By Elspeth Hansen
The United States Supreme Court has indicated that it will question, and possibly restrict, the use of the Alien Tort Statute (ATS), 28 U.S.C. § 1350, to bring lawsuits for violations of the law of nations that take place outside the sovereign territory of the United States. The statute, first passed in 1789, provides that: “The district courts shall have original jurisdiction of any civil action by an alien for a tort only, committed in violation of the law of nations or a treaty of the United States.” After lying largely dormant for nearly 200 years, the ATS was revived in the 1980 case of Filartiga v. Pena-Irala. In Filartiga, the Second Circuit allowed Paraguayan nationals to sue a Paraguayan police officer in a U.S. court for allegedly torturing a family member in Paraguay. Since then, the ATS has been used to allow non-U.S. citizens to sue other non-U.S. citizens in U.S. court for violations of international law taking place outside of the United States. This has created a forum for litigating international human rights cases, such as a lawsuit against Serbian leader Radovan Karadzic for genocide, war crimes, and crimes against humanity. Important human rights cases frequently cannot be brought elsewhere, and actions oversees often have significant connections to the United States. However, such cases also have the potential to upset international relations by having U.S. courts appear to pass judgment on the rest of the world and by allowing these lawsuits to involve the United States in delicate situations.
Kiobel v. Royal Dutch Petroleum originally presented the narrow question of corporate immunity from such lawsuits. On March 5, the Supreme Court took the unusual step of ordering the lawyers in Kiobel to return next term with an expanded argument addressing: “Whether and under what circumstances the Alien Tort Statute, 28 U.S.C. §1350, allows courts to recognize a cause of action for violations of the law of nations occurring within the territory of a sovereign other than the United States.”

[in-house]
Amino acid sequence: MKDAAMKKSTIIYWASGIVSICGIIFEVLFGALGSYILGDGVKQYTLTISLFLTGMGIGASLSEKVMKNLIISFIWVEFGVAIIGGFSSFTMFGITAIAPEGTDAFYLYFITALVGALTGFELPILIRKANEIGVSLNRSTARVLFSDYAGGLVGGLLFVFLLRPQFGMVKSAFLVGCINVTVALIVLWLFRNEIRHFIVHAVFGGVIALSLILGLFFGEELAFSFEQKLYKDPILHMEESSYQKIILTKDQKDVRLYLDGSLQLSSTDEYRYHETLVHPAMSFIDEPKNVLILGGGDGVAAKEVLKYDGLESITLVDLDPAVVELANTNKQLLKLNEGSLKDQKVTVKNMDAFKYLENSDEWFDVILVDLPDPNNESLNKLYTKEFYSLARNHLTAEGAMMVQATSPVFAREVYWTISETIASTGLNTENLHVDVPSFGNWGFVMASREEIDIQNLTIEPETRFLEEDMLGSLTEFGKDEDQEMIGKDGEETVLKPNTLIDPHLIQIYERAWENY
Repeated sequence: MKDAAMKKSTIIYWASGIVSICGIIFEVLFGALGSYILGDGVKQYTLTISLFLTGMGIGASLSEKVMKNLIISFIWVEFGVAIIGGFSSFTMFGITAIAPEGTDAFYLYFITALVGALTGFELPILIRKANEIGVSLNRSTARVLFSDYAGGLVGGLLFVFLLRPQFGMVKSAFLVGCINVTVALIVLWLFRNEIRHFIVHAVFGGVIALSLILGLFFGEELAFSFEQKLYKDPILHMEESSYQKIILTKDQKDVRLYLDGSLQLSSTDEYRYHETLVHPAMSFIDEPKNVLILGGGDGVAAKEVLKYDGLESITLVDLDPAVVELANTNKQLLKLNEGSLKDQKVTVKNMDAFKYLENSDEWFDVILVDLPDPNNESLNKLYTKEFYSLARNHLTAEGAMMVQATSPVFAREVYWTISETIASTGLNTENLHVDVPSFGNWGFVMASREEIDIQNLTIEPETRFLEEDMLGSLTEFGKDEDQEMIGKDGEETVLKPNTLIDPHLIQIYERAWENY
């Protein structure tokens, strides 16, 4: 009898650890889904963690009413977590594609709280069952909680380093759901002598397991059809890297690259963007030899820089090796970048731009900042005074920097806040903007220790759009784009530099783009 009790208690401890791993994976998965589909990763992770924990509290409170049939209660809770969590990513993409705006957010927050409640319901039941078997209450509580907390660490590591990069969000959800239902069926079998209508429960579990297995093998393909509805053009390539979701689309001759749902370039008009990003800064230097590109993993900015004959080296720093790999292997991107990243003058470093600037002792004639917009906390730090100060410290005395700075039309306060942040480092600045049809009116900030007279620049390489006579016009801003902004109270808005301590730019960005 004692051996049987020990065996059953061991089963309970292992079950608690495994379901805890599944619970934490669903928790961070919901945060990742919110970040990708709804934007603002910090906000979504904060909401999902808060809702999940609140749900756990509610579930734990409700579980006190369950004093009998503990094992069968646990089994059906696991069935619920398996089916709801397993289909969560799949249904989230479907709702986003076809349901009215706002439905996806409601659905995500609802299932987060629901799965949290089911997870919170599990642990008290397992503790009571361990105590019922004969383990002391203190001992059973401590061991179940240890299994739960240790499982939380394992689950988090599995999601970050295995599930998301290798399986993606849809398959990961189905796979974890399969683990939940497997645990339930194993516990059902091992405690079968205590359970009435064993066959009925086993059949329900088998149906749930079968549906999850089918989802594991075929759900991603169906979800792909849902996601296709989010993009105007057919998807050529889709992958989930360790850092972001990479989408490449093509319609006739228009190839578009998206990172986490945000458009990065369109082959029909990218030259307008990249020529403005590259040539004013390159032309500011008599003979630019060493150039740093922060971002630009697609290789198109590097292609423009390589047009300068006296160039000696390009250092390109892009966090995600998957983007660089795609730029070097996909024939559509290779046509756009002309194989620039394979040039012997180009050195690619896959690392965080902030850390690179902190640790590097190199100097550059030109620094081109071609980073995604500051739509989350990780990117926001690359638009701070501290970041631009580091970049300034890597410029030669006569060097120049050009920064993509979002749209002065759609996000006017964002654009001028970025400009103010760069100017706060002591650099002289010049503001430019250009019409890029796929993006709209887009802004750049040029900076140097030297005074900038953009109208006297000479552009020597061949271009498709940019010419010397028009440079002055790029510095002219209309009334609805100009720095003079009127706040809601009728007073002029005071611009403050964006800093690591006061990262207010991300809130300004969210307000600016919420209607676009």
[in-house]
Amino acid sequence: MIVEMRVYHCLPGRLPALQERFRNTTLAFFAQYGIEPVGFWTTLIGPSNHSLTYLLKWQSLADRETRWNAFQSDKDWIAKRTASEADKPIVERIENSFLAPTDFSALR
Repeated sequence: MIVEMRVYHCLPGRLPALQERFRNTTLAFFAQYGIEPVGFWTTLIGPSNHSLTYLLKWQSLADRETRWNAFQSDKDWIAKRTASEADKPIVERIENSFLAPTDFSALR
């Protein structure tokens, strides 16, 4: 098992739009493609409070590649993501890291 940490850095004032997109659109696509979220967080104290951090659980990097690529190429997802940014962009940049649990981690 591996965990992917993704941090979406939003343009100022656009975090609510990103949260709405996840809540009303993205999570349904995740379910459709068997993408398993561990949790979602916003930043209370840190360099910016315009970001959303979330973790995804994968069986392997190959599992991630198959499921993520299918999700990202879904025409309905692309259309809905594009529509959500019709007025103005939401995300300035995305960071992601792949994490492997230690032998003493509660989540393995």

Kiobel involves residents of Nigeria who claim that between 1992 and 1995, Dutch, British, and Nigerian corporate oil companies helped the Nigerian government violently suppress a grassroots human rights and environmental justice movement that was protesting against Shell operations in the region. The plaintiffs claim that the “Nigerian military, aided and abetted by [the defendant corporations], engaged in a widespread and systemic campaign of torture, extrajudicial executions, prolonged arbitrary detention, and indiscriminate killings” in violation of international law.
The Second Circuit, 621 F.3d 111 (2d. Cir. 2010), found that the plaintiffs lacked subject matter jurisdiction under the ATS because they failed to allege violations of the law of nations. The court reasoned that the ATS conferred subject matter jurisdiction over a limited number of offenses defined by customary international law. It then examined customary international law and concluded that it had rejected corporate liability for international crimes and that no international tribunal had ever held a corporation liable for a violation of the law of nations. The Appellate Court thus concluded that claims against corporations failed to allege a violation of the law of nations, and therefore were not within the jurisdiction provided by the ATS.